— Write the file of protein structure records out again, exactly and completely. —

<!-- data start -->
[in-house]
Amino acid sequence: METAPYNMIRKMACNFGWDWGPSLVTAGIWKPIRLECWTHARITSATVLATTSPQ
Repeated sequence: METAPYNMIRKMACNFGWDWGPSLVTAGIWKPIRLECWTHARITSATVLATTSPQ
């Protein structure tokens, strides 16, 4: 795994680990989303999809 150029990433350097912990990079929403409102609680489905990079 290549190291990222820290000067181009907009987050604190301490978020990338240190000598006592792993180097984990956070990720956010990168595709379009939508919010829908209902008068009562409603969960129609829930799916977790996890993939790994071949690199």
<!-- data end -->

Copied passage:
[in-house]
Amino acid sequence: METAPYNMIRKMACNFGWDWGPSLVTAGIWKPIRLECWTHARITSATVLATTSPQ
Repeated sequence: METAPYNMIRKMACNFGWDWGPSLVTAGIWKPIRLECWTHARITSATVLATTSPQ
């Protein structure tokens, strides 16, 4: 795994680990989303999809 150029990433350097912990990079929403409102609680489905990079 290549190291990222820290000067181009907009987050604190301490978020990338240190000598006592792993180097984990956070990720956010990168595709379009939508919010829908209902008068009562409603969960129609829930799916977790996890993939790994071949690199």